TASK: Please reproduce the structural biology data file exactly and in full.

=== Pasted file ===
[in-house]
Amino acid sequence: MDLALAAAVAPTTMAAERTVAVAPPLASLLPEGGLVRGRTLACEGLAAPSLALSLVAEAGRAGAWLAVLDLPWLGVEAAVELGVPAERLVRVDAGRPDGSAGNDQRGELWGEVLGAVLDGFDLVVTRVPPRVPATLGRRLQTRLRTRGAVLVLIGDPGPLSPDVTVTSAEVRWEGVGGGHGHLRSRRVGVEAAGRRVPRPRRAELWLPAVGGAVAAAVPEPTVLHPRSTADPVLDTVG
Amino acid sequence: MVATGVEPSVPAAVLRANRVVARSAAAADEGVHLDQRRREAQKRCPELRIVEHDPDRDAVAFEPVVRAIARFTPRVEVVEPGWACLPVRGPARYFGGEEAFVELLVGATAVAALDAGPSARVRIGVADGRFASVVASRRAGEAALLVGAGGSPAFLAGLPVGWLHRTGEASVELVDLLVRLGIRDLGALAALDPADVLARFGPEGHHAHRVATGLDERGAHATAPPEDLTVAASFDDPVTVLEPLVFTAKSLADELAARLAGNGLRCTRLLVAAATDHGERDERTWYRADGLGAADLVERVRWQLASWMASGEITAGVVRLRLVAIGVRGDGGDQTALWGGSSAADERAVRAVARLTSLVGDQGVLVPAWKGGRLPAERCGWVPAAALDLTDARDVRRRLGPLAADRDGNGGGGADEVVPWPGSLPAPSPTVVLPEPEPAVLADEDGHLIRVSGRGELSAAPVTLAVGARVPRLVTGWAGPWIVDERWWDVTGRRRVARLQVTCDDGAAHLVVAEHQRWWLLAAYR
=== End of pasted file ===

[in-house]
Amino acid sequence: MDLALAAAVAPTTMAAERTVAVAPPLASLLPEGGLVRGRTLACEGLAAPSLALSLVAEAGRAGAWLAVLDLPWLGVEAAVELGVPAERLVRVDAGRPDGSAGNDQRGELWGEVLGAVLDGFDLVVTRVPPRVPATLGRRLQTRLRTRGAVLVLIGDPGPLSPDVTVTSAEVRWEGVGGGHGHLRSRRVGVEAAGRRVPRPRRAELWLPAVGGAVAAAVPEPTVLHPRSTADPVLDTVG
Amino acid sequence: MVATGVEPSVPAAVLRANRVVARSAAAADEGVHLDQRRREAQKRCPELRIVEHDPDRDAVAFEPVVRAIARFTPRVEVVEPGWACLPVRGPARYFGGEEAFVELLVGATAVAALDAGPSARVRIGVADGRFASVVASRRAGEAALLVGAGGSPAFLAGLPVGWLHRTGEASVELVDLLVRLGIRDLGALAALDPADVLARFGPEGHHAHRVATGLDERGAHATAPPEDLTVAASFDDPVTVLEPLVFTAKSLADELAARLAGNGLRCTRLLVAAATDHGERDERTWYRADGLGAADLVERVRWQLASWMASGEITAGVVRLRLVAIGVRGDGGDQTALWGGSSAADERAVRAVARLTSLVGDQGVLVPAWKGGRLPAERCGWVPAAALDLTDARDVRRRLGPLAADRDGNGGGGADEVVPWPGSLPAPSPTVVLPEPEPAVLADEDGHLIRVSGRGELSAAPVTLAVGARVPRLVTGWAGPWIVDERWWDVTGRRRVARLQVTCDDGAAHLVVAEHQRWWLLAAYR